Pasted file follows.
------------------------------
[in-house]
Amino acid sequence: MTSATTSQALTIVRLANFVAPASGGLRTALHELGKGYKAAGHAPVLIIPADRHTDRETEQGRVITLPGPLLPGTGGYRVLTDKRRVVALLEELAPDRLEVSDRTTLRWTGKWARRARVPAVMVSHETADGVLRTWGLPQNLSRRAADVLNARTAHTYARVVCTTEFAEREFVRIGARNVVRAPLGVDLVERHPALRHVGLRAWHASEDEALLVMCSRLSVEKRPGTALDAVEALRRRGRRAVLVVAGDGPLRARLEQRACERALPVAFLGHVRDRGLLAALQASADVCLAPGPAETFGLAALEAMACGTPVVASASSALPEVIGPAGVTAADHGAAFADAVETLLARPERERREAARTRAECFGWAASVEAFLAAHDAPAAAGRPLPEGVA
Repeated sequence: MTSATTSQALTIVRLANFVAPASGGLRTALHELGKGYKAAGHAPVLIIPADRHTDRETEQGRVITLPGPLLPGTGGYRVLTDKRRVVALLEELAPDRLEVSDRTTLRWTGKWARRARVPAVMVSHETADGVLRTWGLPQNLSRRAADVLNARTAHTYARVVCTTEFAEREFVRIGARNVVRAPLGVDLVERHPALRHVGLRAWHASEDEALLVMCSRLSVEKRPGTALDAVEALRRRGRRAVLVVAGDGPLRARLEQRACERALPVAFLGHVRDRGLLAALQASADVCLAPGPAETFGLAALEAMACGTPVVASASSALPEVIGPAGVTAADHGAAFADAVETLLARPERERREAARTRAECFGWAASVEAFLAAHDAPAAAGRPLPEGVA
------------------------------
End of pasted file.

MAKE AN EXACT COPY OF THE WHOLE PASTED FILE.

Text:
[in-house]
Amino acid sequence: MTSATTSQALTIVRLANFVAPASGGLRTALHELGKGYKAAGHAPVLIIPADRHTDRETEQGRVITLPGPLLPGTGGYRVLTDKRRVVALLEELAPDRLEVSDRTTLRWTGKWARRARVPAVMVSHETADGVLRTWGLPQNLSRRAADVLNARTAHTYARVVCTTEFAEREFVRIGARNVVRAPLGVDLVERHPALRHVGLRAWHASEDEALLVMCSRLSVEKRPGTALDAVEALRRRGRRAVLVVAGDGPLRARLEQRACERALPVAFLGHVRDRGLLAALQASADVCLAPGPAETFGLAALEAMACGTPVVASASSALPEVIGPAGVTAADHGAAFADAVETLLARPERERREAARTRAECFGWAASVEAFLAAHDAPAAAGRPLPEGVA
Repeated sequence: MTSATTSQALTIVRLANFVAPASGGLRTALHELGKGYKAAGHAPVLIIPADRHTDRETEQGRVITLPGPLLPGTGGYRVLTDKRRVVALLEELAPDRLEVSDRTTLRWTGKWARRARVPAVMVSHETADGVLRTWGLPQNLSRRAADVLNARTAHTYARVVCTTEFAEREFVRIGARNVVRAPLGVDLVERHPALRHVGLRAWHASEDEALLVMCSRLSVEKRPGTALDAVEALRRRGRRAVLVVAGDGPLRARLEQRACERALPVAFLGHVRDRGLLAALQASADVCLAPGPAETFGLAALEAMACGTPVVASASSALPEVIGPAGVTAADHGAAFADAVETLLARPERERREAARTRAECFGWAASVEAFLAAHDAPAAAGRPLPEGVA